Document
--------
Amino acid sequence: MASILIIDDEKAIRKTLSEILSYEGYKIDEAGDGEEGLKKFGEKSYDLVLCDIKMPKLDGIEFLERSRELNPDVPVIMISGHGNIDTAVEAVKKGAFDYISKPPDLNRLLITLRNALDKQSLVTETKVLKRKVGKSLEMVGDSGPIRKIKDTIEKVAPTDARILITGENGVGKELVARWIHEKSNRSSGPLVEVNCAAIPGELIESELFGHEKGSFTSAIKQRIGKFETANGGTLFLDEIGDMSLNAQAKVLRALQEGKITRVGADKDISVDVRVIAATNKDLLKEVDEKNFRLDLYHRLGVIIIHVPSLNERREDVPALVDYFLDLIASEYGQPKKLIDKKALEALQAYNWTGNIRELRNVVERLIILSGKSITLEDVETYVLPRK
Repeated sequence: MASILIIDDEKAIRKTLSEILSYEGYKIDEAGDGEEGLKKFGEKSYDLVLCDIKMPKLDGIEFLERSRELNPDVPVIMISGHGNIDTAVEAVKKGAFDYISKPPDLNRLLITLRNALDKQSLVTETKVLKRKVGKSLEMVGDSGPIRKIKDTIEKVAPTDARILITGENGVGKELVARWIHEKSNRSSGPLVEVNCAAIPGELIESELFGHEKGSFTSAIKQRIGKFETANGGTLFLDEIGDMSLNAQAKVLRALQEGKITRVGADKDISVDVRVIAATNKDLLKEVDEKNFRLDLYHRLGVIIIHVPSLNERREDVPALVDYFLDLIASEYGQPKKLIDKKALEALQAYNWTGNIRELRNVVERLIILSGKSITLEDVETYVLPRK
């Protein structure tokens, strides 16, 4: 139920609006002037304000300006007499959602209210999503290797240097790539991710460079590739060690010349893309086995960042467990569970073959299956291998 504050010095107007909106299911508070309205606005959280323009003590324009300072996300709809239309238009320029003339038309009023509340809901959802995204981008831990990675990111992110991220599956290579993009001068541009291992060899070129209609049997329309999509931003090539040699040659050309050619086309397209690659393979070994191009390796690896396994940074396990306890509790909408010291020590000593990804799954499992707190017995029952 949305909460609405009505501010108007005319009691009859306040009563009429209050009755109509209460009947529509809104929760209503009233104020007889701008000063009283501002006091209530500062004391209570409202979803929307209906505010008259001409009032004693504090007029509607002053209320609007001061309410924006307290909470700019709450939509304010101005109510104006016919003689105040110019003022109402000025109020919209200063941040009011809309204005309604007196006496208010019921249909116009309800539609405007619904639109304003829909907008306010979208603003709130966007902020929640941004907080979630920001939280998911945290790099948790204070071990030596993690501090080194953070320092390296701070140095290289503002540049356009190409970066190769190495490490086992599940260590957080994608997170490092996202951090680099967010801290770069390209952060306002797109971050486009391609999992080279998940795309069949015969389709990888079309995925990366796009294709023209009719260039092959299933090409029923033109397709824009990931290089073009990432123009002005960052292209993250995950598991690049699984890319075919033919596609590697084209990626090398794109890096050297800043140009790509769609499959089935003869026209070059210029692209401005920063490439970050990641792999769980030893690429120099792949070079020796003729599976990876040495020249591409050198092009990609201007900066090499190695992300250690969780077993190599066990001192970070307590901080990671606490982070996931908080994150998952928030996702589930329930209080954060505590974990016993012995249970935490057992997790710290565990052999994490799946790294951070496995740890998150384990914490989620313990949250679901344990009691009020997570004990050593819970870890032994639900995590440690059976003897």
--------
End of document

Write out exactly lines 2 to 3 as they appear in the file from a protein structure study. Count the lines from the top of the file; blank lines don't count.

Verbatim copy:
Repeated sequence: MASILIIDDEKAIRKTLSEILSYEGYKIDEAGDGEEGLKKFGEKSYDLVLCDIKMPKLDGIEFLERSRELNPDVPVIMISGHGNIDTAVEAVKKGAFDYISKPPDLNRLLITLRNALDKQSLVTETKVLKRKVGKSLEMVGDSGPIRKIKDTIEKVAPTDARILITGENGVGKELVARWIHEKSNRSSGPLVEVNCAAIPGELIESELFGHEKGSFTSAIKQRIGKFETANGGTLFLDEIGDMSLNAQAKVLRALQEGKITRVGADKDISVDVRVIAATNKDLLKEVDEKNFRLDLYHRLGVIIIHVPSLNERREDVPALVDYFLDLIASEYGQPKKLIDKKALEALQAYNWTGNIRELRNVVERLIILSGKSITLEDVETYVLPRK
């Protein structure tokens, strides 16, 4: 139920609006002037304000300006007499959602209210999503290797240097790539991710460079590739060690010349893309086995960042467990569970073959299956291998 504050010095107007909106299911508070309205606005959280323009003590324009300072996300709809239309238009320029003339038309009023509340809901959802995204981008831990990675990111992110991220599956290579993009001068541009291992060899070129209609049997329309999509931003090539040699040659050309050619086309397209690659393979070994191009390796690896396994940074396990306890509790909408010291020590000593990804799954499992707190017995029952 949305909460609405009505501010108007005319009691009859306040009563009429209050009755109509209460009947529509809104929760209503009233104020007889701008000063009283501002006091209530500062004391209570409202979803929307209906505010008259001409009032004693504090007029509607002053209320609007001061309410924006307290909470700019709450939509304010101005109510104006016919003689105040110019003022109402000025109020919209200063941040009011809309204005309604007196006496208010019921249909116009309800539609405007619904639109304003829909907008306010979208603003709130966007902020929640941004907080979630920001939280998911945290790099948790204070071990030596993690501090080194953070320092390296701070140095290289503002540049356009190409970066190769190495490490086992599940260590957080994608997170490092996202951090680099967010801290770069390209952060306002797109971050486009391609999992080279998940795309069949015969389709990888079309995925990366796009294709023209009719260039092959299933090409029923033109397709824009990931290089073009990432123009002005960052292209993250995950598991690049699984890319075919033919596609590697084209990626090398794109890096050297800043140009790509769609499959089935003869026209070059210029692209401005920063490439970050990641792999769980030893690429120099792949070079020796003729599976990876040495020249591409050198092009990609201007900066090499190695992300250690969780077993190599066990001192970070307590901080990671606490982070996931908080994150998952928030996702589930329930209080954060505590974990016993012995249970935490057992997790710290565990052999994490799946790294951070496995740890998150384990914490989620313990949250679901344990009691009020997570004990050593819970870890032994639900995590440690059976003897």